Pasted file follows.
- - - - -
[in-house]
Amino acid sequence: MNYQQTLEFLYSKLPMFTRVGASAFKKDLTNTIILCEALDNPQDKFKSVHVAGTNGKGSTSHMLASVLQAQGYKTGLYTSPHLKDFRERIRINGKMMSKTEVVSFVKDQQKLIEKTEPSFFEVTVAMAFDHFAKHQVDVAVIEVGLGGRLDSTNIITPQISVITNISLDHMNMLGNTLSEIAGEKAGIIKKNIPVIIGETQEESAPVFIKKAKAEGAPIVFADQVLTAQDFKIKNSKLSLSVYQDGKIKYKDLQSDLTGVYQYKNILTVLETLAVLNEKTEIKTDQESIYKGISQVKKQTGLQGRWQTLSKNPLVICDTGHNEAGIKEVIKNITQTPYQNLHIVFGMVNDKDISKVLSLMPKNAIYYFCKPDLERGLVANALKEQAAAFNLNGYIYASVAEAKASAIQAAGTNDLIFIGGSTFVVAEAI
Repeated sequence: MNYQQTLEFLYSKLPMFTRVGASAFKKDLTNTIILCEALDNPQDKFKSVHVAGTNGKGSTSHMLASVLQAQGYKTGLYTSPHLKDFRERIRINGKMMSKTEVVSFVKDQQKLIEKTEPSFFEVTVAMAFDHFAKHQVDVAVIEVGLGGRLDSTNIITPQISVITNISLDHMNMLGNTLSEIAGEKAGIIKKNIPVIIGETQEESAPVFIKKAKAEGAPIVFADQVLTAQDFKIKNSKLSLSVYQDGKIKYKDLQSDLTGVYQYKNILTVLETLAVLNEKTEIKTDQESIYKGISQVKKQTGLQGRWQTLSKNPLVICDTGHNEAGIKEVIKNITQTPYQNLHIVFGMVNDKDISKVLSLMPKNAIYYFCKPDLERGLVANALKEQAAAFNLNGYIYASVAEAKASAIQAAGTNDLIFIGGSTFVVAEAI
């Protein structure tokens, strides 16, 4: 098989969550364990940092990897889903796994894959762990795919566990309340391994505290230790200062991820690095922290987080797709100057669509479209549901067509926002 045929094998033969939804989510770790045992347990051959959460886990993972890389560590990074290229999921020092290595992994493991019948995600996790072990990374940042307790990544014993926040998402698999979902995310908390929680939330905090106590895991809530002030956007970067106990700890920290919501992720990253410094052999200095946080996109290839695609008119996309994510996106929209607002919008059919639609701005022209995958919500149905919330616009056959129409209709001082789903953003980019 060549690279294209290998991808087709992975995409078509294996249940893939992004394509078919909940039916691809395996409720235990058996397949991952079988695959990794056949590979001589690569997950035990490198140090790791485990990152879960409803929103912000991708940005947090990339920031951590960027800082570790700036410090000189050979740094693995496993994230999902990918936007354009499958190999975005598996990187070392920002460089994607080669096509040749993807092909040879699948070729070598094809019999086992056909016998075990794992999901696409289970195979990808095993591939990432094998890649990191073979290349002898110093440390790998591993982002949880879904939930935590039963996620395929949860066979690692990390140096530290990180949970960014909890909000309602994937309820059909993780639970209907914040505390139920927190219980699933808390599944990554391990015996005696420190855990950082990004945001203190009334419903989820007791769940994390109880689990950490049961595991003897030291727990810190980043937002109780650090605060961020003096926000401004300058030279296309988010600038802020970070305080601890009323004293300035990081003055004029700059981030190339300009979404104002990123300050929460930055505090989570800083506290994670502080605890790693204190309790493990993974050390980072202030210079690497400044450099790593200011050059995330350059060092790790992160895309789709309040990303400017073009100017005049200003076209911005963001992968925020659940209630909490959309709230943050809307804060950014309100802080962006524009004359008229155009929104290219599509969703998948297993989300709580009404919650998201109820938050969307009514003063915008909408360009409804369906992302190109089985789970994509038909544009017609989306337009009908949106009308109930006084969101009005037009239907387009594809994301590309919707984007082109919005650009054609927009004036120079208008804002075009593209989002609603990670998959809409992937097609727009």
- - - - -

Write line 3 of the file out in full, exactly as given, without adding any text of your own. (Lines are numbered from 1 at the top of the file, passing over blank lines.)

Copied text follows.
Repeated sequence: MNYQQTLEFLYSKLPMFTRVGASAFKKDLTNTIILCEALDNPQDKFKSVHVAGTNGKGSTSHMLASVLQAQGYKTGLYTSPHLKDFRERIRINGKMMSKTEVVSFVKDQQKLIEKTEPSFFEVTVAMAFDHFAKHQVDVAVIEVGLGGRLDSTNIITPQISVITNISLDHMNMLGNTLSEIAGEKAGIIKKNIPVIIGETQEESAPVFIKKAKAEGAPIVFADQVLTAQDFKIKNSKLSLSVYQDGKIKYKDLQSDLTGVYQYKNILTVLETLAVLNEKTEIKTDQESIYKGISQVKKQTGLQGRWQTLSKNPLVICDTGHNEAGIKEVIKNITQTPYQNLHIVFGMVNDKDISKVLSLMPKNAIYYFCKPDLERGLVANALKEQAAAFNLNGYIYASVAEAKASAIQAAGTNDLIFIGGSTFVVAEAI